I’m preparing to get myself motivated to seek out school options for Will next year. Beyond having no clear sense of where he’ll go to elementary school, we’re also still wrestling just a bit with whether to have him repeat pre-K this year. Ever since he was born on his August 31 birthday, I’ve been leaning towards two years of pre-K. Even Rob, who was once a proponent of sending Will on if he seemed intellectually ready, is hesitant to send our not-at-all-tall son into the daunting world of kindergarten, where he would be about 2 years younger than some of his “redshirted” male peers who would doubtless look something like giants next to him.
Will’s got plenty of maturing to do, but at least so far, he’s kind of a do-gooder at school – focused during circle time, careful in executing written work, happy to sit very still for just about any book – all of which sort of complicates the issue. He’s not necessarily one of those jumping-off-the-walls-boys for whom school is a cruel punishment inflicted way too soon. Still I’ve heard many stories from mothers and educators who regretted sending their son too soon (some of whom didn’t come to regret the decision until their sons were in high school) but I have yet to hear from someone who regretted holding their son back. And there’s a good part of me that likes the idea of protecting Will from that grueling 8:00 to 3:00 day that is public school kindergarten for an extra year. I may wind up holding him back a year just to keep him playing creatively and moving around for several extra hours per week. In the end, maybe he’ll learn more?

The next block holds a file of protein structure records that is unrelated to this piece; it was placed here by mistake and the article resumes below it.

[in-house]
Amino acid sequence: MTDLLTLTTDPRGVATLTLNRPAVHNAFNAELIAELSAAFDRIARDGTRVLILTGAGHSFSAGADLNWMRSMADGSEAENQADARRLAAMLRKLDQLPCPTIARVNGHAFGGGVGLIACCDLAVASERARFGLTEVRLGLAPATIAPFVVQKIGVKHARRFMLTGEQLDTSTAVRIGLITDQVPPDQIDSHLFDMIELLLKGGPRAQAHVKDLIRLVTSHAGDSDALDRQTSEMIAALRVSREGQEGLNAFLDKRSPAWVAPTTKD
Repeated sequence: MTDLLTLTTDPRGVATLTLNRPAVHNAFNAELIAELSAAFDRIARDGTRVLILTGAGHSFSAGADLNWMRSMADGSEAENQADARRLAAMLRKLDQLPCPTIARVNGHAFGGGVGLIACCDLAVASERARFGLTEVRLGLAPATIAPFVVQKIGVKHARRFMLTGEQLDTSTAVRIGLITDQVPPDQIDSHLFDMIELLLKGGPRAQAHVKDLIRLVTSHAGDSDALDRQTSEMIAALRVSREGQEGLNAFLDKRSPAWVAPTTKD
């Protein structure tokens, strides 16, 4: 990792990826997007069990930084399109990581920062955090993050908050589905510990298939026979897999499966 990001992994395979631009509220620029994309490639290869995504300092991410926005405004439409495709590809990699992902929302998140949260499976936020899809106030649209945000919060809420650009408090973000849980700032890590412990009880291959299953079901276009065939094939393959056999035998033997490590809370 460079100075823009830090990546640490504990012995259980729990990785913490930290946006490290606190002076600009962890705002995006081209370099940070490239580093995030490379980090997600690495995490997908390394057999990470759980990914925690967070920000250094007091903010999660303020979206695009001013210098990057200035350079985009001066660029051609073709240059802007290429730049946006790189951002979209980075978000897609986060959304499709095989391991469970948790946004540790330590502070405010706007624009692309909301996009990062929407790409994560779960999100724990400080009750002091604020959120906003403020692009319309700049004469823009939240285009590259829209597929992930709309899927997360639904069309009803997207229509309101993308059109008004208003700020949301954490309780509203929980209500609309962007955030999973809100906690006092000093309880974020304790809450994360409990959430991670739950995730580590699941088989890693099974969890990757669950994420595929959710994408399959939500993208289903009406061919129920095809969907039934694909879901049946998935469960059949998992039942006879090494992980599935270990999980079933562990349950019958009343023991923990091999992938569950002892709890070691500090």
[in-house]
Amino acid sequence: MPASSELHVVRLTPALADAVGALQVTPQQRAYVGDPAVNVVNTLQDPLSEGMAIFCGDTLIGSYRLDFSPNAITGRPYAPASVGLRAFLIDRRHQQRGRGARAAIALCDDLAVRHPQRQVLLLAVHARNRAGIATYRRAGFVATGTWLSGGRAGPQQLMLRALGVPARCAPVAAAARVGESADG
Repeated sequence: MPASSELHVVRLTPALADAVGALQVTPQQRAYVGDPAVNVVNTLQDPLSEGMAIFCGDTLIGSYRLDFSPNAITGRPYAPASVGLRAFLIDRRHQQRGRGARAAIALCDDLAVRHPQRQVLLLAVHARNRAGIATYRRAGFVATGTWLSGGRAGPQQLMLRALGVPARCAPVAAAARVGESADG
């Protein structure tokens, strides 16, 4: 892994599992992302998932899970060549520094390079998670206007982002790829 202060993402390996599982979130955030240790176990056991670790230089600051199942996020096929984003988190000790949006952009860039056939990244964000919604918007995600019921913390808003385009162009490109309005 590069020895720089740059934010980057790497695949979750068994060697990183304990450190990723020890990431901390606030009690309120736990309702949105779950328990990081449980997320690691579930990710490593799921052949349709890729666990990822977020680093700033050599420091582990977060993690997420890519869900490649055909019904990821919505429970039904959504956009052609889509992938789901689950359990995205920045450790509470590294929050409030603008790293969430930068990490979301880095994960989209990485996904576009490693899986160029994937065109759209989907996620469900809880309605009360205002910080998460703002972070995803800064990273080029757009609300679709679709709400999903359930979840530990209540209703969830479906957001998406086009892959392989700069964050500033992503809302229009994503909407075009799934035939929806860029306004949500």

We’re still mulling it over though. If you’ve got any advice on the matter or your own personal story, I’d love to hear it. Here’s an interesting article on the subject from Australian psychologist Steve Biddulph.